We are delighted to announce the winner of the 2022 Hooke Medal is…
Jeremy Carlton runs the Organelle Dynamics laboratory within the School of Cancer and Pharmaceutical Sciences at King’s College London and is currently seconded to the Francis Crick Institute. His research group investigate the functions of organelles, how they are remodelled during cell division and how they can influence
Jeremy studied Natural Sciences at Queens’ College, Cambridge (1998-2001) and was enthused by cell biology during undergraduate and summer projects in the laboratories of Ruth Murrell-Lagnado (Department of Pharmacology) and Clare Bryant (Department of Veterinary Medicine). After his undergraduate degree, Jeremy moved to Bristol to take up a PhD with Pete Cullen in the University of Bristol’s Biochemistry Department (2001-2006) where he began working on a family of phosphoinositide-binding proteins called Sorting Nexins and helped show that they regulated cargo retrieval from endosomes.
In 2006, Jeremy moved to Juan Martin-Serrano’s lab at the Department of Infectious Diseases at King’s College London as a Beit Memorial Research Fellow to examine how a different endosomal trafficking complex, the ESCRT machinery, was hijacked by HIV-1 to allow its budding from cells. Whilst here, he discovered a new role for ESCRT proteins in performing cytokinetic abscission, the final stage of cell division.
Jeremy moved next to the Division of Cancer Studies at King’s College London to start his lab with a Wellcome Trust Research Career Development Fellowship (2012-2017). Here, he discovered a new role for ESCRT-III proteins in re-sealing the nuclear envelope of dividing cells, an activity which has subsequently been shown to repair the nuclear envelope during interphase rupture. In 2017, he was awarded a Wellcome Senior Research Fellowship, membership of the EMBO Young Investigator Programme and his lab was seconded from King’s to the Francis Crick Institute.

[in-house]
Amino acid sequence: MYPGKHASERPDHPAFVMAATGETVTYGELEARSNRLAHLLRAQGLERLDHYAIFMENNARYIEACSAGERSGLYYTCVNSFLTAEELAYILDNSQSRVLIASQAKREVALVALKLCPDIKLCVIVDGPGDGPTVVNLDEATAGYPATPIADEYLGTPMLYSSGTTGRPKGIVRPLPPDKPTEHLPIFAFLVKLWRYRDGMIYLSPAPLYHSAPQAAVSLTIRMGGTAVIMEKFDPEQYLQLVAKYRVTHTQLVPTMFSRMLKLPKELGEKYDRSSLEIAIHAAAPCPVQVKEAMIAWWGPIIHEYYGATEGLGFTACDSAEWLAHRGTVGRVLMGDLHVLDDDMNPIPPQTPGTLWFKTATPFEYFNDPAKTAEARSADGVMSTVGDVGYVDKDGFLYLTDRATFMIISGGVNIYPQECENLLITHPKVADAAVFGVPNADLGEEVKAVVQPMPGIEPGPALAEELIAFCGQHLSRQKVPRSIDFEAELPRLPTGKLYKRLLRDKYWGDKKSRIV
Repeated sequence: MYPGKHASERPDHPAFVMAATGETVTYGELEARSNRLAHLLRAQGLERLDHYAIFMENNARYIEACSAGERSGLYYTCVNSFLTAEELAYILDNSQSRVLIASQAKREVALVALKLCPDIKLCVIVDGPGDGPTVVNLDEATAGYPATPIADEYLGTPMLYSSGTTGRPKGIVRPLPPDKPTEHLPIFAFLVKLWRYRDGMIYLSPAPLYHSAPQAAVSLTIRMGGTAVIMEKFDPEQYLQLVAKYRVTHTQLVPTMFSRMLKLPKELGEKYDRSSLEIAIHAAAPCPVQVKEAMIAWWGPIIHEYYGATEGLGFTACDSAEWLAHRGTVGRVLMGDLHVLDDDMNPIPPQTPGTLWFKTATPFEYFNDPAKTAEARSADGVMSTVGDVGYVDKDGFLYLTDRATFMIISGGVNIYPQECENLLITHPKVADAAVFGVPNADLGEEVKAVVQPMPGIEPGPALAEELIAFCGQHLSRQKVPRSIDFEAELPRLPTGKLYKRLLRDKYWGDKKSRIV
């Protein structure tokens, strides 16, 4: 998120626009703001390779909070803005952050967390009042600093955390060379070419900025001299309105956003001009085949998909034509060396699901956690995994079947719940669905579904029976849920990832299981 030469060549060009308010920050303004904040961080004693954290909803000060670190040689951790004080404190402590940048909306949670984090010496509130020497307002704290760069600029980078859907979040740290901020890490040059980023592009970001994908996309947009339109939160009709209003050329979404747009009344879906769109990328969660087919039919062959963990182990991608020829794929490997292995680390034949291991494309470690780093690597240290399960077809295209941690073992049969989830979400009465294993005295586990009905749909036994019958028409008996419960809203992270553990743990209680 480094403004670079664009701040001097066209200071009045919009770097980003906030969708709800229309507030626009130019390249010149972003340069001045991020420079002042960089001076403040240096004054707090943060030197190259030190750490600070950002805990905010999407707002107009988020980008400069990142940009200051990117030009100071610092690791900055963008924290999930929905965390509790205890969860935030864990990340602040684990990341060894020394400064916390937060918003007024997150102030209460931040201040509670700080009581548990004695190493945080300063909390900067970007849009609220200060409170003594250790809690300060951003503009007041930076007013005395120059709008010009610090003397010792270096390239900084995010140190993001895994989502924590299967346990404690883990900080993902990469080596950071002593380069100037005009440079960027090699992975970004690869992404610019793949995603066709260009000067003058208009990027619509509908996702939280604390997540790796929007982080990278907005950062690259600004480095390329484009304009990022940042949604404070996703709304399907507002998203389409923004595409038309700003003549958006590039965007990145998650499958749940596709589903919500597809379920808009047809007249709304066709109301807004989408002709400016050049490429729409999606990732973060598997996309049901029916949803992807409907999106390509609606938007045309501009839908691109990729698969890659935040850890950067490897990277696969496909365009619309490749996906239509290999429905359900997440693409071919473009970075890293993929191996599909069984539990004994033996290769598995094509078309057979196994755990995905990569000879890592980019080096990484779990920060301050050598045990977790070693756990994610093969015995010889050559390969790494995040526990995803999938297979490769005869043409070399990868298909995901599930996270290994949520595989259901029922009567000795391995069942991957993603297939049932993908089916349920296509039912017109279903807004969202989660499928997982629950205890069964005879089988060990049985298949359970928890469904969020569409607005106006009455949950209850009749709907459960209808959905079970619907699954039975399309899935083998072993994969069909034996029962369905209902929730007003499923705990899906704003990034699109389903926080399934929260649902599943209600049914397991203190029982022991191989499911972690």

Here, he takes advanced microscopical and biochemical approaches to investigate organelle remodelling during cell division, membrane and organellar repair and organelle remodelling during cancer cell migration. Recent findings include how the ESCRT-III component CHMP7 binds to endo-membranes to initiate nuclear envelope sealing and how its assembly is spatiotemporally controlled by a programme of mitotic phosphorylation; how an inner nuclear membrane protein called LAP1 allows the nuclei of metastatic melanoma cells to deform during constrained migration and how the SARS-CoV-2 Envelope protein traffics through and modulates the secretory pathway.
Jeremy will be awarded the Hooke Medal and give a talk about his research at the upcoming joint BSCB/BSDB meeting which will be held on 03-06 April 2022.
You can follow Jeremy’s lab at www.carltonlab.com, or on Twitter @JezCarlton
What is the Hooke medal?
The Hooke Medal is awarded every year by the BSCB and recognises an emerging leader in cell biology. The award is named after Robert Hooke, the eminent 17th century natural philosopher and author of Micrographia (the world’s first comprehensive illustrated book on microscopy) and is given to an individual who has made an outstanding contribution to UK Cell Biology – until we extended the period of eligibility in May 2014 this has usually been within the first 10 years of establishing their own lab. The medal is presented annually at the annual BSCB meeting after which the winner delivers their research talk.
The medal shows Robert Hooke’s microscope and the cork cells he first described. It was designed by Dr Brad Amos.
Since 2015, the Hooke Medal has been awarded to a cell biologist who started their own group within the last 14 years (with allowances for legitimate career breaks).